Pic 3 shows a setup for routing the 1/4" groove for the drawer bottoms. Material is butted against the track and against a stop on the front of the EZ-1; and then held captive with sliding stops on the front and the open side. Since the reference points for the groove are the track edge where the material is butted, and the track ridge where the SSRK rides, the groove for the drawer bottoms will all be located in the same place on each drawer. Initial setup is fast and easy; change-out from one piece to another is also quick: loosen the knob on the left stop, then the knobs on the front stop, change to a new piece, re-clamp stops, rout. I typically use 1/2" baltic birch ply, and rout the groove 1/4" deep. I rout in two passes- 1/8" each time; using a plunge router is key.

Pic 4 shows routing for the end interlock- similar to routing for the drawer bottom. Once set up, the stop on the end being routed is never moved till all ends are routed: material is fed under the track, pushed against the stops on the front of the EZ-1 and slid up to the 'non-moving-stop', additional sliding stop is also used to keep the material against the table-front-stops, and a longer stop is then used on the far side of the material. Doing it this way ensures that all ends will be done exactly the same since the reference points are: a) the track ridge for the SSRK; b) the front stop that never moves for the pieces being routed- if some pieces are longer/shorter than others, not an issue, since the positioning of the routed end never changes. Normally, when routing the ends, I'll 'gang-rout' them- in the pic, I only have one piece shown. Obviously, the router location for the sides is different than set-up for the ends, but the set-up principle is the same. To make it all work precisely, I utilize a digital caliper, like what's shown in the pic- really takes the guesswork out of the equation.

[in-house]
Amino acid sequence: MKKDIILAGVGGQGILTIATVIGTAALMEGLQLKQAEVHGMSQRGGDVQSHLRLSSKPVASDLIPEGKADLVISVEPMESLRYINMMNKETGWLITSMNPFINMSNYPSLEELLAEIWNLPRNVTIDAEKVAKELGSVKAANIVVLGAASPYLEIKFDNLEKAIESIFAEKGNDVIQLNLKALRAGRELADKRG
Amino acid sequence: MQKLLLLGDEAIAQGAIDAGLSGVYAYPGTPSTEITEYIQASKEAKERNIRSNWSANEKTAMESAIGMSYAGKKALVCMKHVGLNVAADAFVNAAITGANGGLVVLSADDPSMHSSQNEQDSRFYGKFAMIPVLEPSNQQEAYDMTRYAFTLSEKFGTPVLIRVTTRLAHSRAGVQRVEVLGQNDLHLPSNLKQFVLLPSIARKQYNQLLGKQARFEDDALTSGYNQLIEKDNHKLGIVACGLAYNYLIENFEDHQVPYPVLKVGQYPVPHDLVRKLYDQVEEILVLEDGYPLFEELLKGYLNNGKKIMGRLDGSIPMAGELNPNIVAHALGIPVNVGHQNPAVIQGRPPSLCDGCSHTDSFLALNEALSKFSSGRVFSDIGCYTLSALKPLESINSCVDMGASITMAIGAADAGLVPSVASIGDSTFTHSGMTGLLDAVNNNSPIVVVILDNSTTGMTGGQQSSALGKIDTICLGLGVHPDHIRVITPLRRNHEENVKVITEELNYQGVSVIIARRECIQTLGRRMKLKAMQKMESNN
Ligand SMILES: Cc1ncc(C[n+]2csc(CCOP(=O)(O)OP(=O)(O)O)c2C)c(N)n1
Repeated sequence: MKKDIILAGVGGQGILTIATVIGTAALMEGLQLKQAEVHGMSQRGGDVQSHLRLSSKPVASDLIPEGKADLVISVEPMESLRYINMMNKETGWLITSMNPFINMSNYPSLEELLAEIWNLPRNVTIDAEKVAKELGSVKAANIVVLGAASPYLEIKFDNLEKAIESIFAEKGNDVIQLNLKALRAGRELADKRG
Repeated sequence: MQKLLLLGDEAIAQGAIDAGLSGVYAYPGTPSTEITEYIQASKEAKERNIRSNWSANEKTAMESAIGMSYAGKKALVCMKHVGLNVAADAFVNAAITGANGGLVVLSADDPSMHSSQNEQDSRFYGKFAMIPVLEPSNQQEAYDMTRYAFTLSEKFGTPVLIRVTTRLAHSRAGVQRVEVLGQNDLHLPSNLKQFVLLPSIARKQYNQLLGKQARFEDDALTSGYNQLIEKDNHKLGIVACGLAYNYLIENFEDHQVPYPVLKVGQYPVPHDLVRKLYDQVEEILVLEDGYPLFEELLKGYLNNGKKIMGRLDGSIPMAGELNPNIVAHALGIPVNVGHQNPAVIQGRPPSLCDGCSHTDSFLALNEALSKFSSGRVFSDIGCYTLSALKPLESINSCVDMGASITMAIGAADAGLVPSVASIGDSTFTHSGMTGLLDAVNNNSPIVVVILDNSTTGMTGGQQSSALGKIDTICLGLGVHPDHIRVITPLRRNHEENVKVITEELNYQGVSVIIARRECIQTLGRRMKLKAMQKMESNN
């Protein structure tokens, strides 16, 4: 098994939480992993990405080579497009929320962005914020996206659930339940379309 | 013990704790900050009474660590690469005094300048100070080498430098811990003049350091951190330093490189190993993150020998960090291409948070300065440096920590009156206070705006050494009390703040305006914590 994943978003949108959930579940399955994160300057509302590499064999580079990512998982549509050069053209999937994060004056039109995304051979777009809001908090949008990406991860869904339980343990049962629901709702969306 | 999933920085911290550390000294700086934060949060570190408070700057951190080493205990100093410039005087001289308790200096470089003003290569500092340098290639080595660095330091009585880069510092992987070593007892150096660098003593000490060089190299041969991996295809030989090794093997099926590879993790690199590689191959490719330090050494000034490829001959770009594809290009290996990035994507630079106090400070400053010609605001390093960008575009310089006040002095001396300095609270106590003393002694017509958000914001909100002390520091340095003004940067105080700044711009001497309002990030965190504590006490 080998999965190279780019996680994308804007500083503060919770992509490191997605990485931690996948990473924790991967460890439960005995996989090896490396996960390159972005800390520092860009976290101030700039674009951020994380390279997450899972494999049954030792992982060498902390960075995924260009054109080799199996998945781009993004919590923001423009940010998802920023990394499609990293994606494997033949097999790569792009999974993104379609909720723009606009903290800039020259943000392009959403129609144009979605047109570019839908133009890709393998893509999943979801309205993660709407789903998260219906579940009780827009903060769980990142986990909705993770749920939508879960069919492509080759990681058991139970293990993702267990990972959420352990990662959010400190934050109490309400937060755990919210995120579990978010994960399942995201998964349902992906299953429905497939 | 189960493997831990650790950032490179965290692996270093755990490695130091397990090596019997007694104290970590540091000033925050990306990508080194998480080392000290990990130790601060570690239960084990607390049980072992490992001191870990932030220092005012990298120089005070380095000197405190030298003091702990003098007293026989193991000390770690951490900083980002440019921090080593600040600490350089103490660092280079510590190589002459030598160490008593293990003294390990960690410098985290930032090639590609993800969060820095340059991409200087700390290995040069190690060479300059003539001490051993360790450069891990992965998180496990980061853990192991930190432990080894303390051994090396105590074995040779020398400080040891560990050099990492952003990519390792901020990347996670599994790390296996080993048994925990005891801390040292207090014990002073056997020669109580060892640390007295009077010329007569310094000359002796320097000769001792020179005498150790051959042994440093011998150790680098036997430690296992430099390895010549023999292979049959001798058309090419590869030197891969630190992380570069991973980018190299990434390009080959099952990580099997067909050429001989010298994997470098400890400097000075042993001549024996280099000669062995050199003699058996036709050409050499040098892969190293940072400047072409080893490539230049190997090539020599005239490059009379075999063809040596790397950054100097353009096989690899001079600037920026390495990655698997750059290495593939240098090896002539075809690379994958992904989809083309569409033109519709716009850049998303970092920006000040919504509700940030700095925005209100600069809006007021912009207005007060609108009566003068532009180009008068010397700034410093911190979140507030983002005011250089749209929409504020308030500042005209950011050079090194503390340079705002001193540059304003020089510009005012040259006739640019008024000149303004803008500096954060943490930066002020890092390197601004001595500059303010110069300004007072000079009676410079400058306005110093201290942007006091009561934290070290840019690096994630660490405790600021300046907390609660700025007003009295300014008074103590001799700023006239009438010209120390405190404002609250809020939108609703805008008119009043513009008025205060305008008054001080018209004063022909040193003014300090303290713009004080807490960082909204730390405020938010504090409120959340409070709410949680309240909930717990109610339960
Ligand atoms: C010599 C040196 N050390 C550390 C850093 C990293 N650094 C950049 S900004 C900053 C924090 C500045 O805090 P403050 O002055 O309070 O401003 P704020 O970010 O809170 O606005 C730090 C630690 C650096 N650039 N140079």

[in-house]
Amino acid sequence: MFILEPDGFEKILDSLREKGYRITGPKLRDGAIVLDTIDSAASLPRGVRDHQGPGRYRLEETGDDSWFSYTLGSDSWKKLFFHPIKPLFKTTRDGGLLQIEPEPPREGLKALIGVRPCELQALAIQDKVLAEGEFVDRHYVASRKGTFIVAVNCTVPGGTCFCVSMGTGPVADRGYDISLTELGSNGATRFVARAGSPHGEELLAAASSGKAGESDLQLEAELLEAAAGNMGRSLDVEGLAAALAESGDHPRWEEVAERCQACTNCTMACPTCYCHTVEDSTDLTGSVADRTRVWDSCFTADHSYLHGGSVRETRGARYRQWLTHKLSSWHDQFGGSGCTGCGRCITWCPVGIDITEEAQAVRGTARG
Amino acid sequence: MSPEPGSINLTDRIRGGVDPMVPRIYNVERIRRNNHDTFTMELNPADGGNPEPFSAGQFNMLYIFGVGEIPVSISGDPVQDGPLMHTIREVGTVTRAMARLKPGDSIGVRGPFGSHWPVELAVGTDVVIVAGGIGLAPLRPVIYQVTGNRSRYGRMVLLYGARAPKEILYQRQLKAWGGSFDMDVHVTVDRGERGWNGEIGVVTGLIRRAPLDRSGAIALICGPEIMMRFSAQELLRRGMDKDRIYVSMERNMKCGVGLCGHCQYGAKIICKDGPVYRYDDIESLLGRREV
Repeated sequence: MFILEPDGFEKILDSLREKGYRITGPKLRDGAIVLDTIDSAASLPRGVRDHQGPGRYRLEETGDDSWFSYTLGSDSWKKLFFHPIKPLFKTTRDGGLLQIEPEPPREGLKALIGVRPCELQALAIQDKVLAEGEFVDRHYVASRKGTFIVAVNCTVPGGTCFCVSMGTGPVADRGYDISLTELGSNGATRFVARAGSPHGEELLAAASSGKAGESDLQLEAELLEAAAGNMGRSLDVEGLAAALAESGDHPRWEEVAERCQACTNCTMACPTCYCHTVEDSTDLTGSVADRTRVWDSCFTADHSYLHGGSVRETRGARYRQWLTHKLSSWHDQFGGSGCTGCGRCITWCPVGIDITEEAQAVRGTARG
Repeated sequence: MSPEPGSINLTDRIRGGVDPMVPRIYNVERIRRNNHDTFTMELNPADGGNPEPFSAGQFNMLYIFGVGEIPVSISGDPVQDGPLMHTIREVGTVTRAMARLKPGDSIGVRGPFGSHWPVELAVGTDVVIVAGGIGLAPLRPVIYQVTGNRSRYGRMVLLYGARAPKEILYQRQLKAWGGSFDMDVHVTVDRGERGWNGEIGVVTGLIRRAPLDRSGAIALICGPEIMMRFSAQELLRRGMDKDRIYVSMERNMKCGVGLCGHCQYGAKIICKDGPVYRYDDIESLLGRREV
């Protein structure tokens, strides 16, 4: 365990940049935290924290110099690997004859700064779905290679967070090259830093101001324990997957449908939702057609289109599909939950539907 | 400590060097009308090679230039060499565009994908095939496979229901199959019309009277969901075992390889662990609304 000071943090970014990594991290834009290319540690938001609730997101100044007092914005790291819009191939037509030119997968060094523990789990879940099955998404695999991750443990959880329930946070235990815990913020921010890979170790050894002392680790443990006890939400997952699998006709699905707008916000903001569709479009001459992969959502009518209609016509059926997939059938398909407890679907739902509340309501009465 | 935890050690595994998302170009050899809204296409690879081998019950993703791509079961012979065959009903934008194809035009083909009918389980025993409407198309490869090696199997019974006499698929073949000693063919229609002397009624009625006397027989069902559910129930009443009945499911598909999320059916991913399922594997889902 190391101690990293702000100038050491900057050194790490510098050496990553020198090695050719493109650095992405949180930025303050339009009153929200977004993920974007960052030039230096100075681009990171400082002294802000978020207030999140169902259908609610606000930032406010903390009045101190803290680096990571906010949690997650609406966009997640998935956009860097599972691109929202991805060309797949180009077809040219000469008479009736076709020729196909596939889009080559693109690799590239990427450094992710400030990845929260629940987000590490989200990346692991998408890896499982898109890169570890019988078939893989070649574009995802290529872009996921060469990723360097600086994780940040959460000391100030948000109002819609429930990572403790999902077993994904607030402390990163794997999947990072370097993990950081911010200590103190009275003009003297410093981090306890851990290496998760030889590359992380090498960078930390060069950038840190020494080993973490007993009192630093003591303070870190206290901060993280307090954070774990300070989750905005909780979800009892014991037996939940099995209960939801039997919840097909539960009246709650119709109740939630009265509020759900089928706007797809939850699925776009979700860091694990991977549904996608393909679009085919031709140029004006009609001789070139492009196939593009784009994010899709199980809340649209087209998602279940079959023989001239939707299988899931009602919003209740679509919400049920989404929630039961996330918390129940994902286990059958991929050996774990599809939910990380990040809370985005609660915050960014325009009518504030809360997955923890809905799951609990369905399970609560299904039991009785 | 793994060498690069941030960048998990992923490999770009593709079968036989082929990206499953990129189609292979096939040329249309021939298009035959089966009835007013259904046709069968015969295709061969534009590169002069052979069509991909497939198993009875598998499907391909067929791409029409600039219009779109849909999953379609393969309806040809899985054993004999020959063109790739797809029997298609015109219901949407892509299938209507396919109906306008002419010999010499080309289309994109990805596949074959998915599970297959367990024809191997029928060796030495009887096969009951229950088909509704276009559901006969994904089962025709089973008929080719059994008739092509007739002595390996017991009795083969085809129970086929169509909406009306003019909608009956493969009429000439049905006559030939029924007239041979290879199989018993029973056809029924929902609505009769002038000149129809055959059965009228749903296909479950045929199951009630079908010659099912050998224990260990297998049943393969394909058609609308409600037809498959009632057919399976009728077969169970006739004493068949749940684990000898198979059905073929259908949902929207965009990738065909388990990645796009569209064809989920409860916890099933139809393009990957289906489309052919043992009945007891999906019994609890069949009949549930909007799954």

HTH,
Rick
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  #3  
Old 03-17-2016, 11:31 AM
jbrewton jbrewton is offline
 
Join Date: Mar 2016
Location: Villa Rica, Ga
Posts: 15
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bumpnstump,

Thanks you for the details about your setup. Looks a lot like what I did, however your's is much more simple. Any reason why you route on the left side of the guild track? Love your sliding stop. I will need to make myself a few.
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Old 03-17-2016, 01:16 PM
bumpnstump bumpnstump is offline
 
Join Date: Mar 2011
Location: Austin, Tx.
Posts: 899
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Originally Posted by jbrewton View Post
bumpnstump,

Any reason why you route on the left side of the guild track?
I own an earlier model of the EZ-1 than the current model (see pic). The earlier models had a 'beam' that went down the middle of the table, front-to-back. While this allowed the cross-table extrusions to move front-to-back (as the current model does), they couldn't move side-to-side (which the current model can do). For the cross-table extensions, this model came with a short extension and a long extension- personal preference dictated which side of the 'beam' one would install the extensions. I chose short on left/longer on right. Configured this way makes my use of the SSRK easier on the short (ie left) side of the track.

In the pic, you can see I've added a few fixed inserts. I found I never used/needed the sliding cross-extension feature, but do use/appreciate the inserts. To facilitate the use of sliding stops (ie. lateral clamps), I either utilize the EZ extrusion slot, or, use T-nuts inserted into the bottom of the inserts. (A couple of the T-nuts can be seen laying on the table top in pic 3 of my post previous to this one.)

Rick